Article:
Tag Archives: rock pool

The Joalah Section of the Tamborine National Park

Tamborine National Park, Bushwalking, Walking Trails, Accommodation, Views, Lookouts

Click the map for a larger version

Access:

For ease of parking, turn off Eagle Heights Road into Dapsang Drive at the “St George Anglican Church”, there is a very large parking area to the left at the end of the street. This parking area serves the church as well as the walking trail.

“Dapsang Drive” Carpark:
Car parking spaces: 42
Disabled car parking spaces: 2
Bus parking spaces: YES – 3
Public Toilets: YES
BBQs: NO
Picnic Settings: NO
Sheltered Picnic Settings: NO
Additional seating: NO
Views: NO
Information Board: YES – General Information

Alternatively, you can also access the start of this walk via a 400meter long walk starting via a small timber bridge at the “Curtis Corner” T- junction of Eagle Heights Road and Geissmann Drive. This is a popular tourist stop with several cafes and eateries, so parking is limited at times.

“Curtis Corner” T-junction:
Car parking spaces: 20
Disabled car parking spaces: 1
Public Toilets: NO – but available in food outlets
BBQs: NO
Picnic Settings: NO
Sheltered Picnic Settings: NO
Additional seating: NO
Views: NO
Information Board: YES – General Information

Curtis Falls (D5) 1.5km return, 101 steps, moderate grade with some steeper sections, allow 60 minutes return with plenty of time to admire the waterfall.

Viewing platform “Albert’s Lyrebird”

The start of the track meanders downhill through wet eucalypt forest beneath towering flooded gums.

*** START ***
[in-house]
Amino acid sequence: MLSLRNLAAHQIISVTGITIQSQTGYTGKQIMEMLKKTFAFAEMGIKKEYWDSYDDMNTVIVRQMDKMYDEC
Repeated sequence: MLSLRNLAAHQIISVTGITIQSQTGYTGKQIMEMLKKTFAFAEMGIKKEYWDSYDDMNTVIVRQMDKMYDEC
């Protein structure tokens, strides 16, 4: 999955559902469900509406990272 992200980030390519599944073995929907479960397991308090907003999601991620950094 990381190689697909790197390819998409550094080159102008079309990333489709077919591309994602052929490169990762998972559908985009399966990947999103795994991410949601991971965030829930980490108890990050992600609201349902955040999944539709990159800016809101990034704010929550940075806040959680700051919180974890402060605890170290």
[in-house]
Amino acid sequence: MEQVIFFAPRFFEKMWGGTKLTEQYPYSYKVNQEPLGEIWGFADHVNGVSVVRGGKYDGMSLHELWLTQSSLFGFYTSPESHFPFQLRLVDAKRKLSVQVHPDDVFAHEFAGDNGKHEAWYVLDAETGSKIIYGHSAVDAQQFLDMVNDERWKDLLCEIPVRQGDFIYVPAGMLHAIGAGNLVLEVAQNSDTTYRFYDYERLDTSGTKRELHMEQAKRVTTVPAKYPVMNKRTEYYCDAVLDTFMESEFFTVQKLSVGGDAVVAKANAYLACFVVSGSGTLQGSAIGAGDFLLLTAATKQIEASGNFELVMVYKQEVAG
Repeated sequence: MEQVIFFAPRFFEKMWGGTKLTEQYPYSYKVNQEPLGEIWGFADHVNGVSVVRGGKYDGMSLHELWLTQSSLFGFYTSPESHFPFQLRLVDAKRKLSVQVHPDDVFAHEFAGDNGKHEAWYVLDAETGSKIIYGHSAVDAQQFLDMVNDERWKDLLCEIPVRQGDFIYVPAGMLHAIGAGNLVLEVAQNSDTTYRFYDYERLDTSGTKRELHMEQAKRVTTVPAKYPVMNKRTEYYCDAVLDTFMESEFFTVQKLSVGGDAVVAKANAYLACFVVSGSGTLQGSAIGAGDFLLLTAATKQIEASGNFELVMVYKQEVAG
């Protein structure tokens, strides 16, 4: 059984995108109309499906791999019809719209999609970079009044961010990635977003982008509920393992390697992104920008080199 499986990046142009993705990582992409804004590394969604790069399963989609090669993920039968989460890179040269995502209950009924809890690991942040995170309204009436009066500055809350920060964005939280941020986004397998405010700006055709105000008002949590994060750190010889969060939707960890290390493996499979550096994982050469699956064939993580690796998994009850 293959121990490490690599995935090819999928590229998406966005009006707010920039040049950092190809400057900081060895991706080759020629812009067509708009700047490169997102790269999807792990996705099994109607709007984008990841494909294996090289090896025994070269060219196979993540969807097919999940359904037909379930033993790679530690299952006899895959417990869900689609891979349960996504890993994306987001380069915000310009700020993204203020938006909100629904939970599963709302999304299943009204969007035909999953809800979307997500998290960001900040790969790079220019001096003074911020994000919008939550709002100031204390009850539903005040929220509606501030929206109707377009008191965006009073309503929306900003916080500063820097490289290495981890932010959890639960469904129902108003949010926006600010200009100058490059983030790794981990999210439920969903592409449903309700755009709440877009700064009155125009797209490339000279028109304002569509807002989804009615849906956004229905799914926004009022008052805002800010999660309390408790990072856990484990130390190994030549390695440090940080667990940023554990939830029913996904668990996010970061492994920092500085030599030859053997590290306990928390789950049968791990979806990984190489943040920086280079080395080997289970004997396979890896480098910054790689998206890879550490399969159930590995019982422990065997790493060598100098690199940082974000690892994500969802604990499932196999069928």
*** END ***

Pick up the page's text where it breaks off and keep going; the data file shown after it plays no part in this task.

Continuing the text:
Take advantage of the viewing platform on the left, allowing rainforest views towards the creek below. A plaque gives information about the illusive “Albert’s Lyrebird”. Joalah is an Aboriginal word meaning “Haunt of the Lyrebird”. During the winter months, the loud calls of the male Albert’s Lyrebird can still be heard (12 stairs).

“Curtis Falls” viewing platform

After the viewing platform the track gradually descends to Curtis Creek, which is reached after the last set of steps.

You will notice a drop in temperature as you descend into lush rainforest. Look out for beautiful crows nests and staghorn ferns growing in the canopy above (106 stairs).

Turn left to reach beautiful Curtis Falls, only a short stroll away. The falls run all year-round, however, they are at their most spectacular after heavy rainfalls. The track ends at a viewing platform overlooking a large rock pool, with great views of the falls and the surrounding columnar basalt rock face (6 stairs).

Curtis Falls

Please note that swimming is prohibited at